Buzz Lightyear

My first introduction to Los Angeles startup YieldMetrics included the phrases “industry chaos” and “massive disruption.” These weren’t the words of an over-exuberant founder, but rather those of a local VC hoping to get a piece of the action. In the weeks following, I heard accounts of those who got in on the hot Seed round, and those who missed out – and even those who thought they were in to find out that there was no more room in the reportedly triple oversubscribed round.

The online advertising data company is finally revealing the details of its much rumored seed financing, which ended up as a $1.7 million all LA affair at a $4.8 million pre-money valuation. The round was led by GRP Partners, with participation from Baroda Ventures, Bertelsmann Digital Media Investments (BDMI), Daher Capital, Double M Capital, Karlin Ventures, Clark Landry, Andy Rankin, and its accelerator Launchpad LA.

The skinny on YieldMetrics is that the company was founded by two engineers, CEO Gabe Gottlieb and CTO Tom Lorimor. Notably, both founders are ad-tech industry outsiders. While working at Microsoft they saw an opportunity to add transparency to the historically opaque online advertising industry and jumped on it. Less than a year later, and YieldMetrics is legitimately profitable – as opposed to “Ramen profitable” – and has more inbound customers inquiries than its limited team can accommodate.

“They’ve identified and legitimately addressed the needs of advertising networks, which is an incredibly intelligent customer base,” says GRP founding partner and YieldMetrics board member Steven Dietz. “Being an arbitrage business, advertisers are used to working with data and are comfortable paying for it. And the data is relevant to many other constituents in the advertising value chain as well. They’re just scratching the surface.”

YieldMetrics provides real-time and historical intelligence on advertiser spending and creatives, publisher monetization, and ad network and RTB inventory sourcing. The company’s core technology, PathSource, utilizes cloud-based, intelligent crawlers, to capture detailed information about advertising activity across top publisher sites.

The information gives advertisers, publishers, and ad networks insights about their own ecosystem and, equally importantly, that of their competitors. Who’s advertising where, and through what channels or intermediaries? What creative assets are brands deploying? All the data is wrapped up into a friendly dashboard called AdRoutes, which is updated daily – rather than the industry standard monthly data reports.

The initial product covers the top 3,000 publishers worldwide (excluding Facebook), and customers get all-you-can-eat access to this data via SaaS subscription. Early on, the company was offering a $25,000 annual subscription, but this number is likely to change as it gathers market feedback. Eventually, the company plans to offer various products tailored to specific industries. For example, there might be an Automotive industry intelligence product, and another for CPG advertisers. All in due time. Right now, the company is content to be making money and building out its technology foundation.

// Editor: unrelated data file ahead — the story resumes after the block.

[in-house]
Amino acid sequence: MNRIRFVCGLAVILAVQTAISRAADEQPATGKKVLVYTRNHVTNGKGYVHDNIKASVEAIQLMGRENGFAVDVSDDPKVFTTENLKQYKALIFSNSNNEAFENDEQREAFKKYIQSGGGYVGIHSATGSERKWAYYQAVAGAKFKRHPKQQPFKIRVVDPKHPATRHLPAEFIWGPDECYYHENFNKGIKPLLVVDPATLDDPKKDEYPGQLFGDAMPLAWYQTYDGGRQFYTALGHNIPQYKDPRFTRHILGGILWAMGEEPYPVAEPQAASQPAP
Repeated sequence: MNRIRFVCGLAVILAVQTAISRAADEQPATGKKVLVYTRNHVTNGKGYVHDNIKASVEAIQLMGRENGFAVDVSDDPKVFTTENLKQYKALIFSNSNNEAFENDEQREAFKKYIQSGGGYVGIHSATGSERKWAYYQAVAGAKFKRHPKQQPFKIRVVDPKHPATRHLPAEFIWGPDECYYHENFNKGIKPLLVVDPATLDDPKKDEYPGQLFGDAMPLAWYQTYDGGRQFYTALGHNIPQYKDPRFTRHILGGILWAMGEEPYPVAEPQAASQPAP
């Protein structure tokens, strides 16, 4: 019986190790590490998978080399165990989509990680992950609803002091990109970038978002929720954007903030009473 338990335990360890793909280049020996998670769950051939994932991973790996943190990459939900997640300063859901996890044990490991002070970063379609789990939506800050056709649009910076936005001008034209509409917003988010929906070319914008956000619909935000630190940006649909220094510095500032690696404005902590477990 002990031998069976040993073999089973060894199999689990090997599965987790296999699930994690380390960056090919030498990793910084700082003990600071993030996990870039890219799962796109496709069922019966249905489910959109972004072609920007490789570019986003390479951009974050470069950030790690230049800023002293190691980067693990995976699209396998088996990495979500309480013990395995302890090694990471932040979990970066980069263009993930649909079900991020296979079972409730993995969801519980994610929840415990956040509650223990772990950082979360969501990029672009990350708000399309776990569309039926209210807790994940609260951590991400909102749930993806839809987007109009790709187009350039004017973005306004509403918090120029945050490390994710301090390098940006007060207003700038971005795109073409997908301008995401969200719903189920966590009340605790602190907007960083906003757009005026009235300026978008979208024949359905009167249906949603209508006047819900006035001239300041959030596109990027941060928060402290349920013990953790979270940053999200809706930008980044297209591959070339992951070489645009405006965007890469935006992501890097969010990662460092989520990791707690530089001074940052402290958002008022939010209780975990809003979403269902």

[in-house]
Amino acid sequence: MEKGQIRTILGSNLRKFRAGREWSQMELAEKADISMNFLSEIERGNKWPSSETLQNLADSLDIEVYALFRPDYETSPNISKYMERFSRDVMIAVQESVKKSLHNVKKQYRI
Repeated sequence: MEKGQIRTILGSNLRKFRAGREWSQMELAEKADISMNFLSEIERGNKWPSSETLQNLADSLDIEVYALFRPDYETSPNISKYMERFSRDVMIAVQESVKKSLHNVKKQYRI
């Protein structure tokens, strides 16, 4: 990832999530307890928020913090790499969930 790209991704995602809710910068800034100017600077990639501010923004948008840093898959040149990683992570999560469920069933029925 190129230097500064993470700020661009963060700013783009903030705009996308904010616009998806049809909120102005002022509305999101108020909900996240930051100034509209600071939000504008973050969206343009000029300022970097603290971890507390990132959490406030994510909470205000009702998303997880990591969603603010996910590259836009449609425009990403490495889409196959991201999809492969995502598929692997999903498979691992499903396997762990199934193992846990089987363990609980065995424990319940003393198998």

Having talked to several industry insiders, I’ve come away confident that there’s no other company currently providing this dataset. Although that’s not to say that competitors won’t crop up. If two engineers without ad-tech experience were able to whip this up in eight months, teams of data-scientists can likely do a fair approximation.

Dietz disputes the fact that YieldMetrics is “pissing people off,” with the disruption of the industry status quo. “They’re too small still to piss people off,” he tells me. “Online advertising is not a mature industry. The market is evolving rapidly, so there’s plenty of room for everyone to make money.”

YieldMetrics has a number of advantages being based in Los Angeles, which is home to a number of large ad networks and other ad-tech companies. The founders can meet many of their current and potential customers in under an hour’s notice, and can access a deep bench of industry advisors and talent. Perhaps not working to its advantage, the company would have likely commanded a higher valuation had it been based in Silicon Valley, something the founders reluctantly admit.

Gottlieb and Lorimor aren’t complaining though. The two founders are moving into new offices this month and plan to grow their team to six over the next year. Eventually they’ll need a salesforce in advertising hotbeds of New York, Chicago, and Los Angeles, but that’s likely a few phases down the road. In the meantime, the ad industry newbies are wearing many hats, undergoing a trial by fire of sorts. Early feedback says that the product lives up to the hype. With new capital in the bank, the clock starts ticking and the two two engineers get to prove they can turn it into a sustainable business.